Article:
Actuaries use mortality tables tailored to each plan to anticipate future deaths of participants in a given plan. One way to review the impact of COVID-19 is to look at how the ratio of actual experience to expectations for 2020 compares to the ratio of actual experience to expectations for 2019. We assume that the mortality assumptions for determining expected deaths were the same in 2019 and 2020, and that any changes in assumptions would not have had a material impact on the results shown here. While some of the data that we have included for 2019 would have been influenced substantially by the first few months of the pandemic, the majority of our 2019 data reflects pre-pandemic experience. The graph in Figure 2 shows our findings by employee status for participants who were in payment status at the beginning of the given plan year.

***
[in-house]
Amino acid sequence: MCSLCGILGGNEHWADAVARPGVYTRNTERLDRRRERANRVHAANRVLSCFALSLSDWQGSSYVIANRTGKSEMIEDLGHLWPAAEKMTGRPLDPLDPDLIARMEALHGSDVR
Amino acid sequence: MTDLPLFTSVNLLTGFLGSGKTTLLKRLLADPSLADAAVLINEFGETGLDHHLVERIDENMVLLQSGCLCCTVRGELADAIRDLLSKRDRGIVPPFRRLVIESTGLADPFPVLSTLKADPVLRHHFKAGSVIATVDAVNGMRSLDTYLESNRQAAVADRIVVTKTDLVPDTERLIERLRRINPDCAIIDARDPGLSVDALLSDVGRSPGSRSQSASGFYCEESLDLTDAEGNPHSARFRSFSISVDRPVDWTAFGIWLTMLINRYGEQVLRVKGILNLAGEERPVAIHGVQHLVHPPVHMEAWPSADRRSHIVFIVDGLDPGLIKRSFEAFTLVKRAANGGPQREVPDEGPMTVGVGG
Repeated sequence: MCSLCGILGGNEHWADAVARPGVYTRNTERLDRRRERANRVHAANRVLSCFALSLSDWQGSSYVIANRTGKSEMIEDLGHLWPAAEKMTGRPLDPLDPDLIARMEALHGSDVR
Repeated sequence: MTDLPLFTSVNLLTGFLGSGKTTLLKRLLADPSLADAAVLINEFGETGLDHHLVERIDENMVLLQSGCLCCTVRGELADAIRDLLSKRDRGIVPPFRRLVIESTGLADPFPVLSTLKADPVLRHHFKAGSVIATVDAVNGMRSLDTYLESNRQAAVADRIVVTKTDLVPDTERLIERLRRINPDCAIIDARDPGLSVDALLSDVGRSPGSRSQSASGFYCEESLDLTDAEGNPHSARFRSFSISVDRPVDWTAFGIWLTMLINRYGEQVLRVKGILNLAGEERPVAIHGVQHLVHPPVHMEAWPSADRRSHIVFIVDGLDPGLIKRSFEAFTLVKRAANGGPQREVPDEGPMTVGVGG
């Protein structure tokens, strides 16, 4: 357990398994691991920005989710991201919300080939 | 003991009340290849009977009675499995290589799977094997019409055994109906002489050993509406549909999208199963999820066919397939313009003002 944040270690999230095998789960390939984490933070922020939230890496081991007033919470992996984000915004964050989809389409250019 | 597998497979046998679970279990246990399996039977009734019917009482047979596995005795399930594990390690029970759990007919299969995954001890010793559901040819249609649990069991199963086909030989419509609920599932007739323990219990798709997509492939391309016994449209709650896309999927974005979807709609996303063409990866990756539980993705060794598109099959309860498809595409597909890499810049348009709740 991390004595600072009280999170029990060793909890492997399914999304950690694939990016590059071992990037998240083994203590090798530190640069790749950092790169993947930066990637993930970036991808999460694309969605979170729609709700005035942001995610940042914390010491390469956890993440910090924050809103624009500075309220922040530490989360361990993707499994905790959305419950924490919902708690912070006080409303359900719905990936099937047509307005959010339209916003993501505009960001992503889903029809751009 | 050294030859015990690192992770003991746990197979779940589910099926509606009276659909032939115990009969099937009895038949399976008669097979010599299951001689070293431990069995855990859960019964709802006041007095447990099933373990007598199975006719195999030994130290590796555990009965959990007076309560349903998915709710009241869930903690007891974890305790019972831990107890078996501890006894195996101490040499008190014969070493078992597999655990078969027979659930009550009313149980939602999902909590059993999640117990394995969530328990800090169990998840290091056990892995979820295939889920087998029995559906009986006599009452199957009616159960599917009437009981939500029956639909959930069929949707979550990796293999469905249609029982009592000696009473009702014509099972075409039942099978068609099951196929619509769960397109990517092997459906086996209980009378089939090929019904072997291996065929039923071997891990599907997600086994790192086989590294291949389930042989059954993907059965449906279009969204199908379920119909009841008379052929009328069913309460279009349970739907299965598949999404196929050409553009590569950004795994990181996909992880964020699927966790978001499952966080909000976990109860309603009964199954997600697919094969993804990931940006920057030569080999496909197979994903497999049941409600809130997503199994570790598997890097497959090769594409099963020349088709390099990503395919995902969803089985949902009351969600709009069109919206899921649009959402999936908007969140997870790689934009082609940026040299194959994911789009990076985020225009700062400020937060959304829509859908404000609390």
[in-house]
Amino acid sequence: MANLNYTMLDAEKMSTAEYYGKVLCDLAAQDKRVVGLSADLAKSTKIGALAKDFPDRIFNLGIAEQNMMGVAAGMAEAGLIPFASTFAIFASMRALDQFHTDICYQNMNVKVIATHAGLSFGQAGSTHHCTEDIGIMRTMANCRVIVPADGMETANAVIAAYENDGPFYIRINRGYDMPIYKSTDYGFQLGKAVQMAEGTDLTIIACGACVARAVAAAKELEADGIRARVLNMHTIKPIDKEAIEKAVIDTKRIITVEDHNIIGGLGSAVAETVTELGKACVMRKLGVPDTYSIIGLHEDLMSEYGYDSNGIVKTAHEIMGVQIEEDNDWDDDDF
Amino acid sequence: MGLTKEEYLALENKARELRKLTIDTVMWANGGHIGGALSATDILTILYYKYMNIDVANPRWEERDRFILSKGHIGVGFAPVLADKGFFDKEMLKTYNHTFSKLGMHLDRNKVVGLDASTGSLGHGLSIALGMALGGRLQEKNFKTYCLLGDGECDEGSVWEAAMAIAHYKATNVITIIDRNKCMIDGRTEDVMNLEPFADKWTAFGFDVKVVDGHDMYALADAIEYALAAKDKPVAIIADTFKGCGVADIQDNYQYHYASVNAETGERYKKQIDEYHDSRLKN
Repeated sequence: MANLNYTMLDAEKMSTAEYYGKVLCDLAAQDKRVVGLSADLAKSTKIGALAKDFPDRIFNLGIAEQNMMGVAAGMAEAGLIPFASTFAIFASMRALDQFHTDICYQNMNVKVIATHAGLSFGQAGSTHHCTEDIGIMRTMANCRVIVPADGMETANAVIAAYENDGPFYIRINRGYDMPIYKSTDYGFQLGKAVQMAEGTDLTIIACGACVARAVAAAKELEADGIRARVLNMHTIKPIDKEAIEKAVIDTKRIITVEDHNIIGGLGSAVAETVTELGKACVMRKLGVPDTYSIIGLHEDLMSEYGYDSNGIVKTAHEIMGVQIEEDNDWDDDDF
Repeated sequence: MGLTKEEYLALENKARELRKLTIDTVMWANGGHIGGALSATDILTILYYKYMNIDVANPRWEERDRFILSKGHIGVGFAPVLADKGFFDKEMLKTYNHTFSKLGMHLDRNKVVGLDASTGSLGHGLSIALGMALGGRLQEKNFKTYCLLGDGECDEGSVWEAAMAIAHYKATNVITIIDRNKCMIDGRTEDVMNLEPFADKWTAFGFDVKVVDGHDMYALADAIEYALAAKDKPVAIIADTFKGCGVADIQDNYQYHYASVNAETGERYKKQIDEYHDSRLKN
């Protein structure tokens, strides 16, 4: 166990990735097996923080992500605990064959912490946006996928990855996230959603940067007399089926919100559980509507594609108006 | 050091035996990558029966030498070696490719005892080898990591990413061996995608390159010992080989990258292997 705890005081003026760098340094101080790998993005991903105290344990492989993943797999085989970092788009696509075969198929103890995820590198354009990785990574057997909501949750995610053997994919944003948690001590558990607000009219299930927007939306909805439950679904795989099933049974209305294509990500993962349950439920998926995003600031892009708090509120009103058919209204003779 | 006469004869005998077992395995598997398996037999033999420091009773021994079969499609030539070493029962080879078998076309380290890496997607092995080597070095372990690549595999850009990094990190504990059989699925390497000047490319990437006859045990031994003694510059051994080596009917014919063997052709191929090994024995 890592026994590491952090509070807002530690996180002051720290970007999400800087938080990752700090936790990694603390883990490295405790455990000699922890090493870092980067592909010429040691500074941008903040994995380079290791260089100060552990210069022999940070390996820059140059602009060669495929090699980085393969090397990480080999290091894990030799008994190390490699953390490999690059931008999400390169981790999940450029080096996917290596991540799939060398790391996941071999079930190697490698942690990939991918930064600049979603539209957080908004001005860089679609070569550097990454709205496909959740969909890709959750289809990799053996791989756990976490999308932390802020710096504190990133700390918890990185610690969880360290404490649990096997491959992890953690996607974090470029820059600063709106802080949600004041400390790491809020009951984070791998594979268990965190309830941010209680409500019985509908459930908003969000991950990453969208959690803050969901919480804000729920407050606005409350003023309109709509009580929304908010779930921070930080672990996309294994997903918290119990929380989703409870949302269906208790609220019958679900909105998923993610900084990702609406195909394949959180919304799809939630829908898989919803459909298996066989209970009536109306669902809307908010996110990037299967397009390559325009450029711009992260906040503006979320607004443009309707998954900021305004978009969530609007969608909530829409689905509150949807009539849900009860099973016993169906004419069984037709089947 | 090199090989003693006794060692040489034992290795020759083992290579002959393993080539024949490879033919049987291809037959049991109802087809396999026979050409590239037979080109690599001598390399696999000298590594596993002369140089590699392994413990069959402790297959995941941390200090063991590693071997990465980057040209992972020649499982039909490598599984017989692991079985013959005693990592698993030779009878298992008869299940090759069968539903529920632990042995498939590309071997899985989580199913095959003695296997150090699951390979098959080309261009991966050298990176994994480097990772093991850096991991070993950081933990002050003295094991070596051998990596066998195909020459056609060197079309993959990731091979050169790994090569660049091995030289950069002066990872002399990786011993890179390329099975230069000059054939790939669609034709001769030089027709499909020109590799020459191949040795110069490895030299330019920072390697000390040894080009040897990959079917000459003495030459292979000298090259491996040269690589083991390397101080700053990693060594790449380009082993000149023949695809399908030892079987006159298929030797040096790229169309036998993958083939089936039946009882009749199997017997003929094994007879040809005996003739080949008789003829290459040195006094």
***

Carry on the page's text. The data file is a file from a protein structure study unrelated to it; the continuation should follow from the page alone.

Figure 2: Actual vs. expected deaths
There is a noticeable change in how well experience tracked the expectations of plan actuaries, and this is likely due to the impact of COVID-19. The number of deaths relative to the number expected increased significantly between 2019 and 2020 for all groups of employees, especially for retirees in pay status. Retirees saw a 15% increase in the ratio of actual to expected deaths, beneficiaries a 9% increase and disabled participants an 11% increase. Interesting to note is that the disabled population did not see the highest increase in death rate. Individuals with multiple impairments have been more likely to die of COVID-19, but they are not necessarily those who are disabled.
Estimating the future and why it matters
Given the information we have so far, what can we anticipate for 2021 and in future years?